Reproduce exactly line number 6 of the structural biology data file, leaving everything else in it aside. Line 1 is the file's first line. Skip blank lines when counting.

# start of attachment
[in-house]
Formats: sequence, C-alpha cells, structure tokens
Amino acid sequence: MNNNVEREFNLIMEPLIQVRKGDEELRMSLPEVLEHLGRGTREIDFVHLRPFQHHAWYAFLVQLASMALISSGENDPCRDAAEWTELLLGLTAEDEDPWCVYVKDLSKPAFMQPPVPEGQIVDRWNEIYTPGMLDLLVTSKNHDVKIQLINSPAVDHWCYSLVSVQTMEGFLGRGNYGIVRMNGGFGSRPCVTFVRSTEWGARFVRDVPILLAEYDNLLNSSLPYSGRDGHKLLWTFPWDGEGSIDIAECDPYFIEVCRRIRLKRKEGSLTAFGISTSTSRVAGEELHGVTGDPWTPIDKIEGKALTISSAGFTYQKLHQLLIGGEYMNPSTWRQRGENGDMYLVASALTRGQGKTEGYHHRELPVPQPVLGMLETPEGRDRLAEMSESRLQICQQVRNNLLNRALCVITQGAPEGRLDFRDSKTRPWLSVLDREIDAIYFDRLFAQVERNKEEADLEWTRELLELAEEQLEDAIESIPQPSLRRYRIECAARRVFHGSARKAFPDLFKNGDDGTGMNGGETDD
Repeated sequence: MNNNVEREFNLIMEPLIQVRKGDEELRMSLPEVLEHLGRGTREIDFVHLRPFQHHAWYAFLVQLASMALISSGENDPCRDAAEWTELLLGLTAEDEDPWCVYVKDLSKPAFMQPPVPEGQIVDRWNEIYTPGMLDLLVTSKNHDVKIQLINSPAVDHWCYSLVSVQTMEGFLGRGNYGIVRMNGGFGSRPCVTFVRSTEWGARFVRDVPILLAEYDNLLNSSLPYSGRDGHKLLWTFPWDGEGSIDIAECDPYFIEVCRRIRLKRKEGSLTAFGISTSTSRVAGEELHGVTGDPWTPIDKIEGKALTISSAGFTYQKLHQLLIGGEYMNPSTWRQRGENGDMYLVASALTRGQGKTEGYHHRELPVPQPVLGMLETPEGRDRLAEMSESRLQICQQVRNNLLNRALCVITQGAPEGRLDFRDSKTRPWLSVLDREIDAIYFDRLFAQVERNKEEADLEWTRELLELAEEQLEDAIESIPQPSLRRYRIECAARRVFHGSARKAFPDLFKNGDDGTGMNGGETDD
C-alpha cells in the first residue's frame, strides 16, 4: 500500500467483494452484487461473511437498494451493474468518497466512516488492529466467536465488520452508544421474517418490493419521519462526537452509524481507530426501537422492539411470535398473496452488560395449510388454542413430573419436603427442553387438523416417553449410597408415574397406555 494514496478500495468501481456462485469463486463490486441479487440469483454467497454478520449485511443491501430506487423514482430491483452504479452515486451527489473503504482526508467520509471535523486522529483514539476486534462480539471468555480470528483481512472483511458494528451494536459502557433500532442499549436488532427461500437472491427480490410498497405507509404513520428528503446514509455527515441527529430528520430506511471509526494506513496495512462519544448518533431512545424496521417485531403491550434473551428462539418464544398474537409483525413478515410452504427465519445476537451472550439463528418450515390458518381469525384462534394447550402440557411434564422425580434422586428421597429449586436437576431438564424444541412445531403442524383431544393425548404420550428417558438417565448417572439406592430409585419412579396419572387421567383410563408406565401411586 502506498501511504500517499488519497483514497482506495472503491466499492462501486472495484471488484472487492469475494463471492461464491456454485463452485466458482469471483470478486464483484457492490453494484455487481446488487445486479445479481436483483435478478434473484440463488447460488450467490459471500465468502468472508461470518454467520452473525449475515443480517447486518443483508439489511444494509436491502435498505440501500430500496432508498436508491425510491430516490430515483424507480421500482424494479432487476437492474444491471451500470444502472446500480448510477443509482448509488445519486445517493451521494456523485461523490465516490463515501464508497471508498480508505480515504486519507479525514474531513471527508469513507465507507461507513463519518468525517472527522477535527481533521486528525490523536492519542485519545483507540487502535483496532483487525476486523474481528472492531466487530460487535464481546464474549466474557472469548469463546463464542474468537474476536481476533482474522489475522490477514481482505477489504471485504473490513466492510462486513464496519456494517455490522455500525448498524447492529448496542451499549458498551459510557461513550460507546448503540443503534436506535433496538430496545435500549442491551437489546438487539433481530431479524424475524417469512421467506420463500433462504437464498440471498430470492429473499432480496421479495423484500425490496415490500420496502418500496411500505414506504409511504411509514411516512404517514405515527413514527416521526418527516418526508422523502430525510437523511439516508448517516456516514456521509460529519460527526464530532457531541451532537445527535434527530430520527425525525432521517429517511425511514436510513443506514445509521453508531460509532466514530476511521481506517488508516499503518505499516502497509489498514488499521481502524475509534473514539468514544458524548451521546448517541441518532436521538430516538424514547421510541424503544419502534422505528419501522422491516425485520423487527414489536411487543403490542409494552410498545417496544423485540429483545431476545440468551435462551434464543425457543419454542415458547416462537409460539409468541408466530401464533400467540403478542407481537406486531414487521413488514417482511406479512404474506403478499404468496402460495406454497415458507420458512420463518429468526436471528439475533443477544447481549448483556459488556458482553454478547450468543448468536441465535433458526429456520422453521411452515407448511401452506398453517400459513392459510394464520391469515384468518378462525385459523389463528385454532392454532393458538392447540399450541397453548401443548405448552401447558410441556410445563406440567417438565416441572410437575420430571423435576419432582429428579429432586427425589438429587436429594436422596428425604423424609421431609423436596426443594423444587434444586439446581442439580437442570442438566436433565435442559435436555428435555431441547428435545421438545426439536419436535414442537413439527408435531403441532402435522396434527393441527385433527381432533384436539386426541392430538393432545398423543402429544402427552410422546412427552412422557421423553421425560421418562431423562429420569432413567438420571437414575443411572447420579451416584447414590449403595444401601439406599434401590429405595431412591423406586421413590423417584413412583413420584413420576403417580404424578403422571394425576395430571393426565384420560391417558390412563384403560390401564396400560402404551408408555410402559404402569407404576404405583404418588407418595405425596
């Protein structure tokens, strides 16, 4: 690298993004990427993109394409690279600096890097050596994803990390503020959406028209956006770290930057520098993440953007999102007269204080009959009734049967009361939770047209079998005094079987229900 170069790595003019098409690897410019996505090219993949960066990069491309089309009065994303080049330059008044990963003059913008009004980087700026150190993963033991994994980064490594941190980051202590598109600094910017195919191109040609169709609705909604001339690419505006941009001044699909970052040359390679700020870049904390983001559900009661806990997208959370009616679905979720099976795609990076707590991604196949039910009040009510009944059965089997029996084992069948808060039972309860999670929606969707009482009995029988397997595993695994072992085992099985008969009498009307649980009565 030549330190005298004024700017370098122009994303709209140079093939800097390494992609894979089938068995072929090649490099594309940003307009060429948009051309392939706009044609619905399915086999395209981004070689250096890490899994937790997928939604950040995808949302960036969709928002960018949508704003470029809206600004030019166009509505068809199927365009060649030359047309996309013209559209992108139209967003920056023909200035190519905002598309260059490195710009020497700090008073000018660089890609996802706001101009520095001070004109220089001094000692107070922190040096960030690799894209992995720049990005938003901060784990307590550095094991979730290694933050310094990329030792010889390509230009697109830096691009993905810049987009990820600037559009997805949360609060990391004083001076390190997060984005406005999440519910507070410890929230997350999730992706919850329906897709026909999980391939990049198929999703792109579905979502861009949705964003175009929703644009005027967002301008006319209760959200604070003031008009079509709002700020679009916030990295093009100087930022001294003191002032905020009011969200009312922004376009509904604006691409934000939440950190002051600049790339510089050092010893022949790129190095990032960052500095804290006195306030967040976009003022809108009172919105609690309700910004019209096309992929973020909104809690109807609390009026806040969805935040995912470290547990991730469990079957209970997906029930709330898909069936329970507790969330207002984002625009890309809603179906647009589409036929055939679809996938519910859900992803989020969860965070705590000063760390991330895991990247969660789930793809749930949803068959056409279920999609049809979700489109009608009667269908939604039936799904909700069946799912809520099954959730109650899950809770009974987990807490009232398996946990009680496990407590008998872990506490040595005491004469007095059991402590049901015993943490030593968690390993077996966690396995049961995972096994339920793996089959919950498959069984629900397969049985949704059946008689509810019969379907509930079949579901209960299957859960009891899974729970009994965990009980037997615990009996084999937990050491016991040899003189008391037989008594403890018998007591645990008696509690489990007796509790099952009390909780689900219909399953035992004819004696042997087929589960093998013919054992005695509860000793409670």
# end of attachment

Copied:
């Protein structure tokens, strides 16, 4: 690298993004990427993109394409690279600096890097050596994803990390503020959406028209956006770290930057520098993440953007999102007269204080009959009734049967009361939770047209079998005094079987229900 170069790595003019098409690897410019996505090219993949960066990069491309089309009065994303080049330059008044990963003059913008009004980087700026150190993963033991994994980064490594941190980051202590598109600094910017195919191109040609169709609705909604001339690419505006941009001044699909970052040359390679700020870049904390983001559900009661806990997208959370009616679905979720099976795609990076707590991604196949039910009040009510009944059965089997029996084992069948808060039972309860999670929606969707009482009995029988397997595993695994072992085992099985008969009498009307649980009565 030549330190005298004024700017370098122009994303709209140079093939800097390494992609894979089938068995072929090649490099594309940003307009060429948009051309392939706009044609619905399915086999395209981004070689250096890490899994937790997928939604950040995808949302960036969709928002960018949508704003470029809206600004030019166009509505068809199927365009060649030359047309996309013209559209992108139209967003920056023909200035190519905002598309260059490195710009020497700090008073000018660089890609996802706001101009520095001070004109220089001094000692107070922190040096960030690799894209992995720049990005938003901060784990307590550095094991979730290694933050310094990329030792010889390509230009697109830096691009993905810049987009990820600037559009997805949360609060990391004083001076390190997060984005406005999440519910507070410890929230997350999730992706919850329906897709026909999980391939990049198929999703792109579905979502861009949705964003175009929703644009005027967002301008006319209760959200604070003031008009079509709002700020679009916030990295093009100087930022001294003191002032905020009011969200009312922004376009509904604006691409934000939440950190002051600049790339510089050092010893022949790129190095990032960052500095804290006195306030967040976009003022809108009172919105609690309700910004019209096309992929973020909104809690109807609390009026806040969805935040995912470290547990991730469990079957209970997906029930709330898909069936329970507790969330207002984002625009890309809603179906647009589409036929055939679809996938519910859900992803989020969860965070705590000063760390991330895991990247969660789930793809749930949803068959056409279920999609049809979700489109009608009667269908939604039936799904909700069946799912809520099954959730109650899950809770009974987990807490009232398996946990009680496990407590008998872990506490040595005491004469007095059991402590049901015993943490030593968690390993077996966690396995049961995972096994339920793996089959919950498959069984629900397969049985949704059946008689509810019969379907509930079949579901209960299957859960009891899974729970009994965990009980037997615990009996084999937990050491016991040899003189008391037989008594403890018998007591645990008696509690489990007796509790099952009390909780689900219909399953035992004819004696042997087929589960093998013919054992005695509860000793409670």